In celebrating the niche, the ferocious and the shudderingly loud, Getintothis’ Paul Higham finds Gnod and Barberos at the peak of their ear-shredding powers.
Saturday evening proved a tough sell. A number of competing events, including a free show by the big impression-making Bad Breeding, coupled with the prospect of a full bank holiday of partying hard at FestEVOL on the near horizon left gig-goers at Buyers Club rather thin on the ground.
Where we’d normally use this opportunity to rail against the lethargic indifference of Liverpool’s gig-going community this time we’ll be more forgiving. Even discounting alternatives, this was always likely to prove a tough sell. Two bands who specialise in an unabashed full throttle intensity full of pummelling ferocity and shuddering volume are always going to struggle to crossover into mainstream appeal.
This is something of a shame for the evening provided ample evidence that in Gnod and Barberos the North West has two bands who are approaching the peak of their powers. They may not have played to many but, for those in attendance, it is likely to live long in the memory – if only for noise-induced hearing loss suffered by those willing to brave the aural onslaught without adequate protection!
Barberos provided a blistering opening with the two all-in-one, lycra-clad drummers foregoing the stage for a place on the floor amid the audience (or the space where the audience should have been). Where once the centre-piece of the trio’s sound was the flamboyant excess of the two drummers, this performance indicates a subtle evolution in their sound.
An attack of gnarled and twisted shape-shifting electronica wallops you from the off. It is face-meltingly intense, twisting and jerking through dense and unpredictable patterns. The drums continue to pound in a display of barely restrained virtuosic polyrhythms yet, and crucially, they also hold everything together exercising control without shouting it from the rooftops.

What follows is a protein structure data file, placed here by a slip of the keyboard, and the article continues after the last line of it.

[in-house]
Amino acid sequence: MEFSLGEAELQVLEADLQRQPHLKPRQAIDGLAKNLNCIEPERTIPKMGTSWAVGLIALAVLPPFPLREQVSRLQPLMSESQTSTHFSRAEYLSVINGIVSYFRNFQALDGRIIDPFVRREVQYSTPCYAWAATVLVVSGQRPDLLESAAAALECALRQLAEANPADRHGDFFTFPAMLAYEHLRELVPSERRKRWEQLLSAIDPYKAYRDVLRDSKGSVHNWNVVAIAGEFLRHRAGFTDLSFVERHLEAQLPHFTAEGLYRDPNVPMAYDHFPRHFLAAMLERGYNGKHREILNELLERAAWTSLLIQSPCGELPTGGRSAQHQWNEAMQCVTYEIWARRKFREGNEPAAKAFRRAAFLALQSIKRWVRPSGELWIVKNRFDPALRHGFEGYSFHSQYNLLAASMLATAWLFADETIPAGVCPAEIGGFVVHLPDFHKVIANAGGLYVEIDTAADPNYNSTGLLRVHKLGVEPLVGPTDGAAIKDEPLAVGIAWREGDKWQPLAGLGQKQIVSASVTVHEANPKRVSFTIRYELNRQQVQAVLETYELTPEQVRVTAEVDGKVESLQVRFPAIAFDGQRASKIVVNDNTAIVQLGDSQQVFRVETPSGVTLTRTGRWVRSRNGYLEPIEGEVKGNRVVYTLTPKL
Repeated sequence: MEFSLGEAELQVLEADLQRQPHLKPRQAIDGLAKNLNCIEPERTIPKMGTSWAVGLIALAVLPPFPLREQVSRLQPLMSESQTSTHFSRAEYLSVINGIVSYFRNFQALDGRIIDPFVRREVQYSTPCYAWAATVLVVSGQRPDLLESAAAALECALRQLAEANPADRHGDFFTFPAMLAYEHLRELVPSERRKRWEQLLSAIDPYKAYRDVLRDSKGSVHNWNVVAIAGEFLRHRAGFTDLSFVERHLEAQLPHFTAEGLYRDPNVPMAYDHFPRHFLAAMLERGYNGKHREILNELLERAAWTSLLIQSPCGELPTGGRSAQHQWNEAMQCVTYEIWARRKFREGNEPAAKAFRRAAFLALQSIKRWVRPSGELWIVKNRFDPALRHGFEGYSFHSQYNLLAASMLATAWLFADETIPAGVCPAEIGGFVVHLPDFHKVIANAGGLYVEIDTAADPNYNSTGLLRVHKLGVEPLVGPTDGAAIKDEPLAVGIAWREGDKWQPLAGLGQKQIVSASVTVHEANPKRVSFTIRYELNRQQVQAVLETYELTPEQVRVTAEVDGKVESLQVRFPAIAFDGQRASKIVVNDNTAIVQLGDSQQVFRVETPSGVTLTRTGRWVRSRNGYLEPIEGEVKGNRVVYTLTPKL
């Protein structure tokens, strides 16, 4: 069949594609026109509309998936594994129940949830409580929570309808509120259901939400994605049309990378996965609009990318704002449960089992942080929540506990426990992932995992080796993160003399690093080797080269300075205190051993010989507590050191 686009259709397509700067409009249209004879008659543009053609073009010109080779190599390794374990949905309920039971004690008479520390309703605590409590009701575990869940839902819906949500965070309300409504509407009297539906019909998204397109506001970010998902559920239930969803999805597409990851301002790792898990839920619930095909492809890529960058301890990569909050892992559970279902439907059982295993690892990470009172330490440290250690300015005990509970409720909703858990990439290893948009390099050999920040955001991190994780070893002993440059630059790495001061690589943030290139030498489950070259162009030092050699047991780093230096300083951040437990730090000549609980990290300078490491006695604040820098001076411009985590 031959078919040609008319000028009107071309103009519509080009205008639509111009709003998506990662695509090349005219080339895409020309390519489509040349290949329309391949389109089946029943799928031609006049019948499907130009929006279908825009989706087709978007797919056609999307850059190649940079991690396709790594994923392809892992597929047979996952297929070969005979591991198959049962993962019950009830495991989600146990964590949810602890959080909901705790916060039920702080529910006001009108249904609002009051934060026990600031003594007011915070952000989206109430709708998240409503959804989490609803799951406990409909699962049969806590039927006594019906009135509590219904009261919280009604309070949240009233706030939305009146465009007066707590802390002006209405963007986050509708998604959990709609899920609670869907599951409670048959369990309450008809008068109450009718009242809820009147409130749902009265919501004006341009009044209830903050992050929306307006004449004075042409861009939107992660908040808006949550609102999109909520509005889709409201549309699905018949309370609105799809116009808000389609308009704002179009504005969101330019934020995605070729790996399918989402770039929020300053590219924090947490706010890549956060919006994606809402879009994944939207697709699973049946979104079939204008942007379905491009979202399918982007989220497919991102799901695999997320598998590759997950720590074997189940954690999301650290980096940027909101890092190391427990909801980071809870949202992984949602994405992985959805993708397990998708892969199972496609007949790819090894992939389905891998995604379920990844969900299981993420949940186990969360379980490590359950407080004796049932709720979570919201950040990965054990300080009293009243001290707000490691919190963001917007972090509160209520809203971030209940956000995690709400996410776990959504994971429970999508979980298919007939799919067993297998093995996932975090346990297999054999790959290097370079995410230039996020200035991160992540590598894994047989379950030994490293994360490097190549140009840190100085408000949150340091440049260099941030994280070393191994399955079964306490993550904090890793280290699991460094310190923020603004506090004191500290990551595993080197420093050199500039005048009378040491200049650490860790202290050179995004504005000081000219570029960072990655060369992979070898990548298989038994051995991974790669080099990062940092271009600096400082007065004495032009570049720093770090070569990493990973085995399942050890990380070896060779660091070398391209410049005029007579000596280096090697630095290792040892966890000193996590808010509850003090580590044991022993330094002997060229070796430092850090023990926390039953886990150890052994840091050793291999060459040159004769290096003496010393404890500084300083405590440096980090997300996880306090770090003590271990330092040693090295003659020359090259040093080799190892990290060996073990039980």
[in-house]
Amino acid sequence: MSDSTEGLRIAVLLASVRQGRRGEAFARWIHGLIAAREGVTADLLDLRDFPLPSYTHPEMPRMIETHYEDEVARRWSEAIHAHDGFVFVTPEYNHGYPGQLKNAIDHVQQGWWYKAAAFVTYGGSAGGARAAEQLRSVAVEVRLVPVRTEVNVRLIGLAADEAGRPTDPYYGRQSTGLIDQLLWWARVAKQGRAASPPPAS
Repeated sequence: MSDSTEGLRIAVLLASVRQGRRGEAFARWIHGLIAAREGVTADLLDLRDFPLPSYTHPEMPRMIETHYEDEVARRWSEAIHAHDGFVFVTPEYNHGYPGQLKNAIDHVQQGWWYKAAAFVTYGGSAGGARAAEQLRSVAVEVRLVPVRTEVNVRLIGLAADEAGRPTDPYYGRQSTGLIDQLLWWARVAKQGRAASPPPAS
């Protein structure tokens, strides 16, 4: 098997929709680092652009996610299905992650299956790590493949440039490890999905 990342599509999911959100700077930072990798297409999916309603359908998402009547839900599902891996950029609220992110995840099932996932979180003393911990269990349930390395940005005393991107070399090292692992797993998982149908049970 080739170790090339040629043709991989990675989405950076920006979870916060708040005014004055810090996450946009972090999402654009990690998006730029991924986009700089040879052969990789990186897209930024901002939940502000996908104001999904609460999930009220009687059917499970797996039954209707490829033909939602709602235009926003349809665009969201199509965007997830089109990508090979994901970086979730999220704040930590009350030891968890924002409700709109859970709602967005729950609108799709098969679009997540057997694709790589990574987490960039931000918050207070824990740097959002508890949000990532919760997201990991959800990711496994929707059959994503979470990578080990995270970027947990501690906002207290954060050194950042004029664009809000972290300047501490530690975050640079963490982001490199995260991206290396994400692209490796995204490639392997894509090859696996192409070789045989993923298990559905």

And that seems key with Barberos now, everything feels like it belongs together. Despite the apparent chaos, the breathless energy and the juddering turns it works as a singular whole, somehow perplexingly finding harmony and order where it appeared there were none.
Equally remarkable were the night’s headliners, Gnod. Finding the bare-bricked interior of the Buyers Club a home-from-home and propelled by the propulsive energy of twin drummers, they kicked up a swirl of a sonic storm that offered little in the way of respite during a relatively short 40 minute set.
Based in Salford, Gnod have a reputation as a collective of sorts, yet their new album Mirror offers a leaner take than 2015’s sprawling Infinity Machine. Rarely subtle, it is a record borne out of a righteous anger full of blunt and brute force.
This dynamic formed the basis of their live show. Aggressive and intense and built on the taut foundations of riveting bass and driving drums it offered a peculiarly English, dare we say northern, interpretation of the motorik spirit. With repetition standing at its core coupled with an unrelenting sonic bombardment of dissonant guitars, it made for a concisely delivered articulation of anger
Paddy Shine’s vocals embody a sense of paralysis. Rather than howl and growl in the expectation of rebellious change, the semi-spoken mechanical delivery seems to encapsulate the futility of protest when the odds are so inexorably stacked against you.
In such a scenario music, with its visceral power and its undimmed ability to shake and to shock, seems to be the last voice. Where once folk music documented the music of protest, today the burden seems to fall heaviest on the noise-rock sphere. In combining elements of metal, avant-noise, space-rock and propulsive kraut rhythms Gnod keep the flag flying higher than most.
Pictures by Getintothis’ Brian Sayle.